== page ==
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How perfectionism is effecting the body image and eating habits of a rhythmic gymnast

University of Physical Education (TE) – Budapest

(Testnevelési Egyetem)

BSc – Recreation Management and Health Promotion

How perfectionism is effecting the body image and eating habits of a Rhythmic Gymnast

Consultant: Lilla Török Author: Viktoria Greta Lengyel

Faculty of Psychology and Sport Psychology

2019

Table of Contents

Introduction 3

Choice of topic 3

I. Review of Literature 3

1. Rhythmic gymnastics 3

1.1 About the sport 3

1.2 Perfectionism in sport 4

1.3 Other aesthetic women activities in comparison with RG 4

1.4 Recreational vs. competitive RG and the role of demand 5

1.5 Influencing roles of family and coaches 6

2. Body image 11

2.1 Body image 11

2.2 Body image in rhythmic gymnastics 12

2.3 The role of body image 14

2.4 Eating disorders 15

2.5 Eating disorders in rhythmic gymnastics 15

II. Research 17

3. Research proposition 17

3.1 Objective 17

3.2 Questions 17

3.3 Hypothesis 18

4. Methods 18

4.1 Subjects 18

4.2 Methods and procedures 18

4.3 Questionnaire 18

5. Results 18

5.1 Statistics 18

6. Discussion 18

6.1 Research questions evaluation 18

III. Summary 18

7. Summary 18

7.1 Objective 18

7.2 Methods 18

7.3 Results 18

7.4 Conclusion 18

8. Abstract 18

8.1 Objective 18

8.2 Methods 18

8.3 Results 18

8.4 Conclusion 18

9. References and Literature 18

9.1 Bibliographic references 18

9.2 Internet source 19

10. Attachments 19

10.1 Survey 19

Introduction

Choice of topic

Given the time I spent as a competitive rhythmic gymnast (15years), the level of my love for it and my knowledge in the area – it was a straightforward decision I’ll research within rhythmic gymnastics (RG). The area I ended up picking is something following me all throughout my life. There are those kind of changes that take an irreversible effect in someone’s life. Having been a perfectionist gymnast, soon I very first heard rumors about sleight weight issues in my early teens; the impact on me could never be undone. I wasn’t aware of the damage until my late twenties. That’s when I first dared looking back realizing how my gymnastic career not just ruled my young years but shaped me into the person I am these days. The syndrome is well known in gymnastics and other aesthetic sports. I am very keen on running my very own research on finding out, how the level of perfectionism and body image distortion might go hands in hands.

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I. Review of Literature

1. Rhythmic gymnastics

1.1 About the sport

Rhythmic Gymnastics is a sport based on heavy classical ballet work spiced up with modern dance elements and high level juggling skills. Routines are performed with music – making all the above into a piece of art.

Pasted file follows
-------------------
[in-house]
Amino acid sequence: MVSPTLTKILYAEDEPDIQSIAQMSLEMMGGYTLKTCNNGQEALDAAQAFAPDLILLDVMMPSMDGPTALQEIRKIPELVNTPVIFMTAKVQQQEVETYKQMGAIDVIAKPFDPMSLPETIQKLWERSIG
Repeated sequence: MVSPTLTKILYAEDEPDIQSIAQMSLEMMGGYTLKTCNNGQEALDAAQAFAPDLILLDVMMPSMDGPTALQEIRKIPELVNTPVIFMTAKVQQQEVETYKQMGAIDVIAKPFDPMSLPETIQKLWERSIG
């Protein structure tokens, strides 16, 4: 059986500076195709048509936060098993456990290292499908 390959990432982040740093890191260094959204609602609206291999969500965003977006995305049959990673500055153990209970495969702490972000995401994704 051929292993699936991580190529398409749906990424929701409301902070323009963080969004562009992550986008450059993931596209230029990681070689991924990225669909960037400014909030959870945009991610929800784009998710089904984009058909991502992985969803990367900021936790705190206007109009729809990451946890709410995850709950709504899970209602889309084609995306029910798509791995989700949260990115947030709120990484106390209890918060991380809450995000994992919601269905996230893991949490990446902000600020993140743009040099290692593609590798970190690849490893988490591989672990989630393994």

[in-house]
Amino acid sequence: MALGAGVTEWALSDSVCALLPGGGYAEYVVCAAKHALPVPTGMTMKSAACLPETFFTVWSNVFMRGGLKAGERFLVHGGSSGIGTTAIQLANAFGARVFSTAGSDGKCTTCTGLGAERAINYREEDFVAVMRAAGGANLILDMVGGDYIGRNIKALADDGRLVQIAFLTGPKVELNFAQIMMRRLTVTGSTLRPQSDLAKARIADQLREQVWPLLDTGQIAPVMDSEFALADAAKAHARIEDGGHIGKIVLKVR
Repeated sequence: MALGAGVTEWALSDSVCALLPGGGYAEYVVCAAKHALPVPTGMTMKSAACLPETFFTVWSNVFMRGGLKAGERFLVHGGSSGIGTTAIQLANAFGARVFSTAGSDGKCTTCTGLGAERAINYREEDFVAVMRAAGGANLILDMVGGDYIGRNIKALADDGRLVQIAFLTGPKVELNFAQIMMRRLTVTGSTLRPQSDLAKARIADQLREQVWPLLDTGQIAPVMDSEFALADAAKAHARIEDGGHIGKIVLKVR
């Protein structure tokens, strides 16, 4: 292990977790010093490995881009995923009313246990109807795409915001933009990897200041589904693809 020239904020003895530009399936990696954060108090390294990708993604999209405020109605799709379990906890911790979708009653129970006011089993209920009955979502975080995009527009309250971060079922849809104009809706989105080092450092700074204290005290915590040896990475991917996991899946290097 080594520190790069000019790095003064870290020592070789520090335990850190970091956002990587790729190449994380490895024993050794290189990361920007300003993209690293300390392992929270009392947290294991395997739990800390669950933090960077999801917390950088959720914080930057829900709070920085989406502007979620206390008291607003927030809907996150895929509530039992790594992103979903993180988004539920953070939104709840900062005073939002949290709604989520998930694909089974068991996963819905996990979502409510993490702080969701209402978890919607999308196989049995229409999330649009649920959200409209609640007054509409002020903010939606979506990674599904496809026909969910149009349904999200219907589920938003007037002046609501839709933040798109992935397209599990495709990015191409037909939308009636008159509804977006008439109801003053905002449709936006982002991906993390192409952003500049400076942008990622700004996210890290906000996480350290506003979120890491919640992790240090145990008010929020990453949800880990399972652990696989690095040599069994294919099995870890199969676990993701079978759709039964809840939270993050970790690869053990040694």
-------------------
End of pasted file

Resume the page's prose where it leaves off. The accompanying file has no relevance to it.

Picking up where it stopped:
RG has individual and group disciplines. A group consists of 5 gymnasts, showcasing multiple apparatus simultaneously. The 5 apparatus Rhythmic Gymnasts perform their astonishing routines with are: Rope, Hoop, Ball, Clubs and Ribbon – or the combination of those in case of group routines.

Flexibility, advanced ballet skills (including balance positions, turns and leaps), acrobatic maneuvers and musical interpretation all play important rules in a Rhythmic exercise. However, the highest value in a routine’s score depends on how much risk a gymnast takes with the apparatus. They often throw the apparatus very high into the air, losing sight of it while performing several elements, followed by seemingly impossible catches. With such high level skills elite gymnasts can seriously impress the audience. However just keeping the apparatus in motion during the full length of the routine already requires many years of training. Apart from being synchronized with the chosen music, Group Gymnasts must also have to execute their dance sequences being synchronized with each other.

“Combining the elegance of the ballet with the drama of the theatre, Rhythmic Gymnastics bursts with glamour, blurring the boundaries between sport and art [1]“ – is how the sport is described by the Federation Internationale de Gymnastique (FIG), the sports international governing body on their website.

But what can be wrong with such a beautifully described sport? For a quick insight I borrow a well-described paragraph from a previous related research:

“In Rhythmic Gymnastics success is strongly influenced by visual appeal. Aesthetic appearance and leanness have particular relevance both in performance and appearance. The combination of excessive exercise, reduced food intake and the high level of stress in training and competition, determine a lean, almost anorexic-like physique of elite Rhythmic Gymnasts. The pressure, put on athletes, in order to maintain weight levels, is an important risk factor. In addition, the lack of medical control and coach organization, especially on sub-elite gymnasts, may be a further important risk factor. Just as the special clothing, used during competitions that can even whet the problem of weight control [2].“